Category: Book Reviews

Book Review: Introduction to Social Research: Quantitative and Qualitative Approaches, Third Edition, by Keith F Punch

In Introduction to Social Research, Keith F. Punch wants to ‘demystify’ and ‘simplify’ the research process, in an attempt to show that quality research can always be achieved. With its straightforward language, an intuitive structure, and well-defined learning objectives, this book does just that, finds Sophie Lecheler. This third edition features a number of interesting updates, such as chapters on research ethics and conducting […]

Book Review: Walter Benjamin: A Critical Life by Howard Eiland and Michael W. Jennings

Howard Eiland and Michael W. Jennings’ book maps the life of philosopher Walter Benjamin from beginning to end, tracing the roots of his thought all the way from his early childhood to his seminal work as part of the esteemed ‘Frankfurt School’, and ultimately to his last months in Paris. The biography is very well written, featuring sparse, elegant prose – a lot […]

Book Review: The Passionate Economist: How Brian Abel-Smith Shaped Global Health and Social Welfare by Sally Sheard

In this book Sally Sheard looks at the life and achievements of former LSE professor Brian Abel-Smith, and at the development of health and social welfare systems since the 1950s. The Passionate Economist deserves to find its way on to many people’s shelves and reading lists: not just the historians of health and welfare, but anyone interested in questions of social justice and how academics, politicians […]

Book Review: Introducing Qualitative Research: A Student’s Guide, 2nd Edition, by Rose Barbour

In this book, Rose Barbour sets out to provide a clear, user-friendly introduction to the craft of doing qualitative research. The author’s writing style and the inclusion of numerous anecdotes from her own research, simultaneously demystify qualitative research whilst reiterating the expertise and skill which researchers must possess, writes Christina Dobson. Christina recommends this book to anyone undertaking qualitative research, postgraduate students in particular. This review originally […]

Book Review: Doing a Systematic Review: A Student’s Guide, edited by Angela Boland, M. Gemma Cherry & Rumona Dickson

Writing a systematic review is one of the most challenging aspects of the academic process. With Doing a Systematic Review: A Student’s Guide, Angela Boland, M. Gemma Cherry and Rumona Dickson aim to offer a detailed and effective guide to writing a successful systematic review. This takes the book beyond the usual “How to…” literature, and makes it a valuable resource for both […]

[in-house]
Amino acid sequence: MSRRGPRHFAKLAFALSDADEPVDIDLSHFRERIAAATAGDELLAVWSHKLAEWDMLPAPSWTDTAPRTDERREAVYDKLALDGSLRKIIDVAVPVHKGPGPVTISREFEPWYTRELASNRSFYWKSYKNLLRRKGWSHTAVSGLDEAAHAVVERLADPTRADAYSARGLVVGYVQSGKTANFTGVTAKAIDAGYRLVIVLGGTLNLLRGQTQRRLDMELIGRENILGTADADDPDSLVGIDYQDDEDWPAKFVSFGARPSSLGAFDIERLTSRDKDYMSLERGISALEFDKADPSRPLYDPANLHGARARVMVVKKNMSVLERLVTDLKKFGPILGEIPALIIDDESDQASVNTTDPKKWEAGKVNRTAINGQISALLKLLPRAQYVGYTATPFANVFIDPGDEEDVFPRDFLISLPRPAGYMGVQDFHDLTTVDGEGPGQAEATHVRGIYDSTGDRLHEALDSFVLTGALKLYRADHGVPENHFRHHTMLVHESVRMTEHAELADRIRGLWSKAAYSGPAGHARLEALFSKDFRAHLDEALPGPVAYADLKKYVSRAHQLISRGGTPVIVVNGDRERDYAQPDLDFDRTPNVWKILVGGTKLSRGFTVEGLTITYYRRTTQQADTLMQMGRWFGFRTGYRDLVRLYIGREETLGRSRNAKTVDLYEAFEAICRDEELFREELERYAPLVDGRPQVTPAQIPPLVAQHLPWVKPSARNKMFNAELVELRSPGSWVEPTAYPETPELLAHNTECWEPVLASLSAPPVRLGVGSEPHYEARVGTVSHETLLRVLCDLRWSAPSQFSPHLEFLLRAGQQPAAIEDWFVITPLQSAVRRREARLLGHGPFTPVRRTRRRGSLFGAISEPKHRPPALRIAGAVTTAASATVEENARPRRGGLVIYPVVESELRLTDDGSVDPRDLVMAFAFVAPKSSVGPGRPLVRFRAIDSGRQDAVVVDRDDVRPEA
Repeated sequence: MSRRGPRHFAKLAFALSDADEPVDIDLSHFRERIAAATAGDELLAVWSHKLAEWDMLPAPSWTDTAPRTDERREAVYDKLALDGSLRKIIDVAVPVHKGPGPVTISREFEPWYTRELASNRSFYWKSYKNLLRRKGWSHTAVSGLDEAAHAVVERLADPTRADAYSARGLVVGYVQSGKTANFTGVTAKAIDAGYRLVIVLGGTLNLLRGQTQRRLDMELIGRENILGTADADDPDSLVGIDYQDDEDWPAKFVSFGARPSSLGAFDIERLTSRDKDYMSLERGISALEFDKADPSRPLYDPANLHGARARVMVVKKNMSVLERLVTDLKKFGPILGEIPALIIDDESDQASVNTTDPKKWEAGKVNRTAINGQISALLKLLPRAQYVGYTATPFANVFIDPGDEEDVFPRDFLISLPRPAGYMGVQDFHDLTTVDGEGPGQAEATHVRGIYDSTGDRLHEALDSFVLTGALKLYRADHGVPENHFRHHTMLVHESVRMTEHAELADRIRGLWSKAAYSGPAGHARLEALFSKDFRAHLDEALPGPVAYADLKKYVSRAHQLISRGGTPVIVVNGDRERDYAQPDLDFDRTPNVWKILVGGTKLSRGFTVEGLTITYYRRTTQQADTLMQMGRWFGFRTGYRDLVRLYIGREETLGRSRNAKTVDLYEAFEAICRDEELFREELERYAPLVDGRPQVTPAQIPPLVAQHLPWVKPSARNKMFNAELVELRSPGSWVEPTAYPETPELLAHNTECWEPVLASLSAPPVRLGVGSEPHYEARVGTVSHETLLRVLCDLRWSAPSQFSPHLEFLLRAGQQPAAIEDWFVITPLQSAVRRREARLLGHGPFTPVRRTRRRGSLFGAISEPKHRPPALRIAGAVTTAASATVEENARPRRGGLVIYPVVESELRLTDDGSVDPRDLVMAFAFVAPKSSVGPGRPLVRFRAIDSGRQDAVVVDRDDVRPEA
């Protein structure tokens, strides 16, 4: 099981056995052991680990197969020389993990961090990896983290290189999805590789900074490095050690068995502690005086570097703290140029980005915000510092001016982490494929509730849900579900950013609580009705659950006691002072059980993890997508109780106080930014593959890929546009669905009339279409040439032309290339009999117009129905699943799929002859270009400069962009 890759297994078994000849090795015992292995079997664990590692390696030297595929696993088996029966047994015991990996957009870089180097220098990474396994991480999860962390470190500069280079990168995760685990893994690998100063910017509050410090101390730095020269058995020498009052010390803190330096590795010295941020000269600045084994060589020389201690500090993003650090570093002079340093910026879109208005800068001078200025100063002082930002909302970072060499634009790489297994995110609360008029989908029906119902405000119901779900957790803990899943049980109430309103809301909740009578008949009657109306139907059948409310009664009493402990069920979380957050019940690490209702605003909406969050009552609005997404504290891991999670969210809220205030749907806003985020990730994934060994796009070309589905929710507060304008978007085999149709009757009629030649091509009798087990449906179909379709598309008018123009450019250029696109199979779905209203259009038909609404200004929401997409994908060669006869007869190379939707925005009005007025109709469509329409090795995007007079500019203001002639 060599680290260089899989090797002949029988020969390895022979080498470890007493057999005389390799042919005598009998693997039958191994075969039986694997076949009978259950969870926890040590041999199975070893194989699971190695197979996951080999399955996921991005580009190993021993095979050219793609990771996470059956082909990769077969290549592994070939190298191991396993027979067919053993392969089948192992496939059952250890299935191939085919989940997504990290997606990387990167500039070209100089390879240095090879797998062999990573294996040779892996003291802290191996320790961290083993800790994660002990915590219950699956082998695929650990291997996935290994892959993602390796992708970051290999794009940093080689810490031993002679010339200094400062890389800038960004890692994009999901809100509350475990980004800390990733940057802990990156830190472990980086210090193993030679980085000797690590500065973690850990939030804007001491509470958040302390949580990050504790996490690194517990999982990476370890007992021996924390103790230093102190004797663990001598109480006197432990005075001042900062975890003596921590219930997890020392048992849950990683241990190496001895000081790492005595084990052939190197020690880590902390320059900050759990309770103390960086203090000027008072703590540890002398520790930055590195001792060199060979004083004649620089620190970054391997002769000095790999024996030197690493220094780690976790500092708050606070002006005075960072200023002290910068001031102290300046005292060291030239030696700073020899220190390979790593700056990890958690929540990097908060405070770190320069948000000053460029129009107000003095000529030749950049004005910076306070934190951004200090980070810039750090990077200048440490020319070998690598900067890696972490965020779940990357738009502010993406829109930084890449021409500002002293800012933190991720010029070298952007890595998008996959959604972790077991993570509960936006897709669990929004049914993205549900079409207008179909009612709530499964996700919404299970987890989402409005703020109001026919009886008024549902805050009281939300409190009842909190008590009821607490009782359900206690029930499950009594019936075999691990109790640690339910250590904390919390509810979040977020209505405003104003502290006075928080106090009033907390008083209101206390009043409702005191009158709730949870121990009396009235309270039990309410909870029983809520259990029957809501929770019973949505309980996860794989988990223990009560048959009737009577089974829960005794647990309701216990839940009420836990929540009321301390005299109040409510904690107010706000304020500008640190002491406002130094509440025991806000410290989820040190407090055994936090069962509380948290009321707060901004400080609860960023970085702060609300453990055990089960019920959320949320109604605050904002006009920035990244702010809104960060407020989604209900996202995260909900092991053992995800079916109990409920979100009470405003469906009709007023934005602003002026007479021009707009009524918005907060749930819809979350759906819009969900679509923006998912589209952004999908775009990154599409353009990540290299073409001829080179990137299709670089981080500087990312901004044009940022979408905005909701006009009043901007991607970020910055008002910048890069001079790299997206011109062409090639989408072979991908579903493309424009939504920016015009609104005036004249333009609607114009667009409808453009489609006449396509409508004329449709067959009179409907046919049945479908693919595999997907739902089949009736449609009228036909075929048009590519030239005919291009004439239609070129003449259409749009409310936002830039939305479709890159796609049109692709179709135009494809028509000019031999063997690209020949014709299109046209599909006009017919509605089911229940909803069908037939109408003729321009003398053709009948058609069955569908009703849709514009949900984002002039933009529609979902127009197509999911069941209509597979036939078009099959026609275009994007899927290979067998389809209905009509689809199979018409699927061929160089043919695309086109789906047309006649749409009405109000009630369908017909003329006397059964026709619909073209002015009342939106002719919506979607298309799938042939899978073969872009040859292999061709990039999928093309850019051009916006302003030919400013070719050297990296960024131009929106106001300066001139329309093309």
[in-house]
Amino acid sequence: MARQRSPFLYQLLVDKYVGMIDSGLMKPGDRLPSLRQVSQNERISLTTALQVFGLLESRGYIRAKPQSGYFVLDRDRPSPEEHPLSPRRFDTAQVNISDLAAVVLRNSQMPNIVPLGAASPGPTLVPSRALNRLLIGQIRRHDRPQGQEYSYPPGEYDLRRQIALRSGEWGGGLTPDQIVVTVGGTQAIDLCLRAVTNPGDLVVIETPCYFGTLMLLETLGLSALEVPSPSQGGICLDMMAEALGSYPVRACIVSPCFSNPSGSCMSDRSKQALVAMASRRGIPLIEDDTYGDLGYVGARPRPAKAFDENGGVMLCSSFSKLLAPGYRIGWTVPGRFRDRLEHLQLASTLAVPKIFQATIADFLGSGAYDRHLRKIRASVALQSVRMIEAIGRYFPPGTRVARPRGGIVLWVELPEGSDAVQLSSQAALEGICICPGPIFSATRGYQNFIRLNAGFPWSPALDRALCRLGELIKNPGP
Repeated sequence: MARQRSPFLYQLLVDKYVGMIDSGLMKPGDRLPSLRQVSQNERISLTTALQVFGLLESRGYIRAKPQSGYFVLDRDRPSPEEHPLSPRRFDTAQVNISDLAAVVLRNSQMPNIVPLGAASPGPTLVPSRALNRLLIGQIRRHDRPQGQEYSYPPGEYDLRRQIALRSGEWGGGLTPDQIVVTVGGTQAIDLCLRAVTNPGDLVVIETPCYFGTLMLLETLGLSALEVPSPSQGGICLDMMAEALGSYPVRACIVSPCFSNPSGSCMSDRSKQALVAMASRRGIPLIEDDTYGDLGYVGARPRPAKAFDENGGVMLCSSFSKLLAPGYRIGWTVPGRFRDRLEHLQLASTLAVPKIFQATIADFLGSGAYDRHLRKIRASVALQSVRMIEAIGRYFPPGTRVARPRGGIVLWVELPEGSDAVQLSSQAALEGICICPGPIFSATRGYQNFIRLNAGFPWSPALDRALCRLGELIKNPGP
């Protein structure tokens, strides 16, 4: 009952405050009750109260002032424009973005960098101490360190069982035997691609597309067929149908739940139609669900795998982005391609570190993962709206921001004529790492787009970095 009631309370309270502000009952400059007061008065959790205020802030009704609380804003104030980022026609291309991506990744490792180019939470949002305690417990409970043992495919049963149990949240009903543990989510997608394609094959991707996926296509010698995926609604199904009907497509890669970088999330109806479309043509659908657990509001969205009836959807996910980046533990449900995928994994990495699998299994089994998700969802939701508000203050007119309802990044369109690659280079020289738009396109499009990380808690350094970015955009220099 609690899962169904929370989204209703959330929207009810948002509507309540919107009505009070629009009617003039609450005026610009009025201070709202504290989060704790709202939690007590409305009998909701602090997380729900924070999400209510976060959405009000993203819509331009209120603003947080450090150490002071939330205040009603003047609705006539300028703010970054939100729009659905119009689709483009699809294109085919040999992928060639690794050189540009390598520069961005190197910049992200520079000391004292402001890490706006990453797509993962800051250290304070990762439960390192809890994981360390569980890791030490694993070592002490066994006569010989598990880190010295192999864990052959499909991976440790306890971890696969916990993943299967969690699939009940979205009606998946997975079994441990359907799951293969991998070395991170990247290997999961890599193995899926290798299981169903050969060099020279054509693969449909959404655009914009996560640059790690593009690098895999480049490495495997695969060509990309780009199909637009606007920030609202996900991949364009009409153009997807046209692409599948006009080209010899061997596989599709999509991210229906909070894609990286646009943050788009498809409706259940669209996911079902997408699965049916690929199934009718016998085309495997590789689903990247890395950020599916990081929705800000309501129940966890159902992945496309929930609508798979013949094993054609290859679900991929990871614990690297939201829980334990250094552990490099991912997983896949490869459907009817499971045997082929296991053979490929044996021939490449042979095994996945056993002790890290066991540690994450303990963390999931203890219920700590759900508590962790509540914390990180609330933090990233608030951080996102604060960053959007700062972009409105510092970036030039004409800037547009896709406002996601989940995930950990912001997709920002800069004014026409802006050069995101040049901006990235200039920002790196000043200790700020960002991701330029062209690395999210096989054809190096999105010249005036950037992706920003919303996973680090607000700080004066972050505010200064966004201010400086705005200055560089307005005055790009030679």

Book Review: Browne and Beyond: Modernizing English Higher Education, edited by Claire Callender and Peter Scott

Reflecting the changing ideological and economic perspectives of the government of the day, the expansion of higher education in England has prompted numerous reforms aimed at reshaping and restructuring the sector and its funding. Leading to student riots and sparking … Continue reading

Book Review: The Question of Conscience: Higher Education and Personal Responsibility by David Watson

Does a university education hold any value? How do universities determine what skills are relevant in today’s ever-changing world when information could become outdated even before students graduate? These are some of the questions and problems that David Watson sets out to explore … Continue reading

Book Review: Doing Research in the Real World by David E. Gray

In this book David E. Gray introduces readers to the essential aspects of the research process, covering topics ranging from best approaches to the design of appropriate research tools, to issues of data collection, analysis, and writing up. The author skilfully explains complex and … Continue reading

Book Review: Oral History off the Record: Toward an Ethnography of Practice by Anna Sheftel and Stacey Zembrzycki

Most discussions of oral history method are rooted in abstract ideas about what interviewing should be and should achieve. However, interviews are ultimately personal interactions between human beings, and rarely conform to a methodological ideal. The struggles interviewers face while … Continue reading